Air cargo prices '4 times higher' for post-Brexit traders shunning ports
Tim Hanlon
Mark Hawkins, of Mapcargo, says that fewer flights has pushed up the price of air freight. CGTN

Mark Hawkins, of Mapcargo, says that fewer flights has pushed up the price of air freight. CGTN

Companies using air as an easier option to transport goods post-Brexit are being hit by prices up to four times higher due to the pandemic with fewer planes operating, says logistics firm Mapcargo's UK managing director.

With fears of long waits at UK and EU ports as new paperwork is needed to move goods across the Channel, some businesses have opted to move freight by air.

Mark Hawkins, of Mapcargo that delivers goods globally, says the advantage of now using UK airports is that they are more experienced at handling paperwork.

But supply is being outstripped by demand, especially as air freight tends to move on passenger planes and many of these haven't been flying due to the pandemic.

It has led to a massive hike in prices.

"It is nowhere near the air freight capacity because the vast majority of air freight generally moves on passenger aircraft," Hawkins told CGTN.

"If the planes are operating there is a lot more air freight capacity, with some withdrawn from the industry it has really pushed up air freight rates so at the moment the cost of moving goods around the world is probably two to three times higher if not four times higher than it has been in the past."

Hawkins said that there are many more smaller vehicles carrying specific goods following Brexit and a lot of businesses are using air.

"There's a lot more focus on dedicated vehicles, for instance, so there are a lot more smaller vehicles running in and out of Europe at the moment," he continued. "There's also a lot more air freight as well. In an effort to try and avoid any potential congestion or delays at the Ro-Ro ports such as Calais and Dover…. many traders are actually using air freight services where they can as well."

Air freight prices around the world have risen due to the pandemic. /Tomohiro Ohsumi/Bloomberg/Getty

Air freight prices around the world have risen due to the pandemic. /Tomohiro Ohsumi/Bloomberg/Getty

European airports generally have more experience in handling paperwork as they typically have had more cargo traffic that is moving outside the EU.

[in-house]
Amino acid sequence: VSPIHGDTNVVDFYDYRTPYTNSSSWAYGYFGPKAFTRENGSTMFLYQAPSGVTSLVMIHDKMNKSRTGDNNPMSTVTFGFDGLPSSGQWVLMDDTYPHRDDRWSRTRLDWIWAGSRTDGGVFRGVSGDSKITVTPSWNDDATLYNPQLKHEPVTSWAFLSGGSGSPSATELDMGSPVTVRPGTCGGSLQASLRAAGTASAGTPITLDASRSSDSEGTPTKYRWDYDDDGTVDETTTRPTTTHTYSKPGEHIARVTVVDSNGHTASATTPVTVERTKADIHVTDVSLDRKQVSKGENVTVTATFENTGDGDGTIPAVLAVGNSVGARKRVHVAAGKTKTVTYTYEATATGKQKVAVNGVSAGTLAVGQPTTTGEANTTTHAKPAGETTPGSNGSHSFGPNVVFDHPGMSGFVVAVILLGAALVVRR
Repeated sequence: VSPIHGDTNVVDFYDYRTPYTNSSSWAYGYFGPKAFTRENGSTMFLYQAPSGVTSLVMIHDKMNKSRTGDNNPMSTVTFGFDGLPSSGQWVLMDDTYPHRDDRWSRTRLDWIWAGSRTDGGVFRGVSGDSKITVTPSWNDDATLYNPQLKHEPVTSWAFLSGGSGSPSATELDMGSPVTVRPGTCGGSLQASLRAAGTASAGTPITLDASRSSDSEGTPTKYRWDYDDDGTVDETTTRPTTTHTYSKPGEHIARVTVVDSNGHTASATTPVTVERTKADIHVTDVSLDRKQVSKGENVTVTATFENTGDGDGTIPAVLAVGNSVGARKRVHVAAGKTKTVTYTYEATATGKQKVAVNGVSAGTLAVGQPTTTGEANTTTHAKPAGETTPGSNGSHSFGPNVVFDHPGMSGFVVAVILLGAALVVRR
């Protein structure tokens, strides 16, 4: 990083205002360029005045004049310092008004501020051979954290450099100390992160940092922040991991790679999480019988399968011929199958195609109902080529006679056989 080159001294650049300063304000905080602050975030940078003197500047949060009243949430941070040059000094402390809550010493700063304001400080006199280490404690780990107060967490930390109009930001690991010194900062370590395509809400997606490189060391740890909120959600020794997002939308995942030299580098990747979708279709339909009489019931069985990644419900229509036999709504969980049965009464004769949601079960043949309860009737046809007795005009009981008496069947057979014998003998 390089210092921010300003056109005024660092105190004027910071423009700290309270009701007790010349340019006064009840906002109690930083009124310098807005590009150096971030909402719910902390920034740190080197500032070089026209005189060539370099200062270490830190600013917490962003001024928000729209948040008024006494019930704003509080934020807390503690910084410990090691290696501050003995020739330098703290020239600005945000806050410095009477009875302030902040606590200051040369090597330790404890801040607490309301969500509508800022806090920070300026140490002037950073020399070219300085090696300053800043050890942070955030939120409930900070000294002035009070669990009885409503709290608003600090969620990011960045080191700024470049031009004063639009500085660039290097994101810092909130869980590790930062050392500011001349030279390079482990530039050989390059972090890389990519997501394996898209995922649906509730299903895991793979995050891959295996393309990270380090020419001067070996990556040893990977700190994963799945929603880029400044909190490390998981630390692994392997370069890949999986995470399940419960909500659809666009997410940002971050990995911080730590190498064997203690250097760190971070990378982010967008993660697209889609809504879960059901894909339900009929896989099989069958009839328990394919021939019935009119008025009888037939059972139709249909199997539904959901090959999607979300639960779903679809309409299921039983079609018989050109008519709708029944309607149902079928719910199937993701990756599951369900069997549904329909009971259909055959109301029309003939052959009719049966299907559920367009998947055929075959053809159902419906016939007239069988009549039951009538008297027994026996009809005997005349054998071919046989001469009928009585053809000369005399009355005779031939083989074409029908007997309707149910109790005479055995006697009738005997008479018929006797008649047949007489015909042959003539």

"What you are avoiding really is the potential congestion and lack of expertize perhaps in custom regulations and procedures at ports such as Dover, Folkstone and even on the European side as well," said Hawkins.

"So all the documentation requirements are still there but the airports are very much geared up for business outside the EU - all the custom requirements - as the vast majority of work around European airports would be from outside the EU and customs are very experienced. 

"The freight forwarders are very experienced and the custom brokers have a lot of knowledge and experience around the main ocean and free ports but not so much on the Ro-Ro ports where of course the expertize hasn't been required for the last 30 years."

Hawkins is expecting the elevated costs of transporting goods to continue for at least a year.

"I think it will continue throughout 2021," he continued. "Ocean freight rates are currently four to five times higher than what they would normally be and for air freight, simply due to the demand, it is outstripping the supply for air freight capacity and so we are seeing rates four times higher than they would normally be I would envisage throughout 2021. 

"Some of that demand is driven by US forces, demand out of China but simply where there was a downturn in business at the beginning of the lockdown in March and April last year, there has been a surge in business as companies look to restock inventories throughout the world. 

"What we have found is that rates are really high, demand is really high, there are a lot more products moving, a lot more PPE and COVID related products that have been moving around. It is expected that rates won't return to pre-COVID levels until 2022 at the earliest."

Search Trends